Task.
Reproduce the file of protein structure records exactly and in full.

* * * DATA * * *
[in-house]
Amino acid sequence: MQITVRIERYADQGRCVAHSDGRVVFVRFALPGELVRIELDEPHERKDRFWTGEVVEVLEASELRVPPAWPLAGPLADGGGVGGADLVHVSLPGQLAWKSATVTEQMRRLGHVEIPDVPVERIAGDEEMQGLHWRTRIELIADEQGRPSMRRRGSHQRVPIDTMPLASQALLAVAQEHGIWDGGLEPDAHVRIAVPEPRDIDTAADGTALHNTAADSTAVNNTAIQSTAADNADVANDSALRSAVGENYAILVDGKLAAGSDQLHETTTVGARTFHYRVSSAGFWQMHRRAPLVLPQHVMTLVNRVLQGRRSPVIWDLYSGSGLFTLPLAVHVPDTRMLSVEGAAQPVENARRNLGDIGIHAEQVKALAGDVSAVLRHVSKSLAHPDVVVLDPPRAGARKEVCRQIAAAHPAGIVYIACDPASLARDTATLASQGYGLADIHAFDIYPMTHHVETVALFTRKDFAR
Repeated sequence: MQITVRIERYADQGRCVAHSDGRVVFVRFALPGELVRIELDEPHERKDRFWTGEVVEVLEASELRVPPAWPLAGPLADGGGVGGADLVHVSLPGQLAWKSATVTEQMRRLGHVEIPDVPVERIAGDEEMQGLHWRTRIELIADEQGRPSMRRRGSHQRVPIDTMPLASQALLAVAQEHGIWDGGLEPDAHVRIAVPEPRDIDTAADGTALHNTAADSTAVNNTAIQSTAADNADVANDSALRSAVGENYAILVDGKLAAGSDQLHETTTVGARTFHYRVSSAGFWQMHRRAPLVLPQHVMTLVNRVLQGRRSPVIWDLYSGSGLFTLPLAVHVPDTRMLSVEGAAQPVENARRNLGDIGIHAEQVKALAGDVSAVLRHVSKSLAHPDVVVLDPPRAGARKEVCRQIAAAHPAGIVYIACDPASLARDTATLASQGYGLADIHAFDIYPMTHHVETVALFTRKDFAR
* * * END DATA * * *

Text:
[in-house]
Amino acid sequence: MQITVRIERYADQGRCVAHSDGRVVFVRFALPGELVRIELDEPHERKDRFWTGEVVEVLEASELRVPPAWPLAGPLADGGGVGGADLVHVSLPGQLAWKSATVTEQMRRLGHVEIPDVPVERIAGDEEMQGLHWRTRIELIADEQGRPSMRRRGSHQRVPIDTMPLASQALLAVAQEHGIWDGGLEPDAHVRIAVPEPRDIDTAADGTALHNTAADSTAVNNTAIQSTAADNADVANDSALRSAVGENYAILVDGKLAAGSDQLHETTTVGARTFHYRVSSAGFWQMHRRAPLVLPQHVMTLVNRVLQGRRSPVIWDLYSGSGLFTLPLAVHVPDTRMLSVEGAAQPVENARRNLGDIGIHAEQVKALAGDVSAVLRHVSKSLAHPDVVVLDPPRAGARKEVCRQIAAAHPAGIVYIACDPASLARDTATLASQGYGLADIHAFDIYPMTHHVETVALFTRKDFAR
Repeated sequence: MQITVRIERYADQGRCVAHSDGRVVFVRFALPGELVRIELDEPHERKDRFWTGEVVEVLEASELRVPPAWPLAGPLADGGGVGGADLVHVSLPGQLAWKSATVTEQMRRLGHVEIPDVPVERIAGDEEMQGLHWRTRIELIADEQGRPSMRRRGSHQRVPIDTMPLASQALLAVAQEHGIWDGGLEPDAHVRIAVPEPRDIDTAADGTALHNTAADSTAVNNTAIQSTAADNADVANDSALRSAVGENYAILVDGKLAAGSDQLHETTTVGARTFHYRVSSAGFWQMHRRAPLVLPQHVMTLVNRVLQGRRSPVIWDLYSGSGLFTLPLAVHVPDTRMLSVEGAAQPVENARRNLGDIGIHAEQVKALAGDVSAVLRHVSKSLAHPDVVVLDPPRAGARKEVCRQIAAAHPAGIVYIACDPASLARDTATLASQGYGLADIHAFDIYPMTHHVETVALFTRKDFAR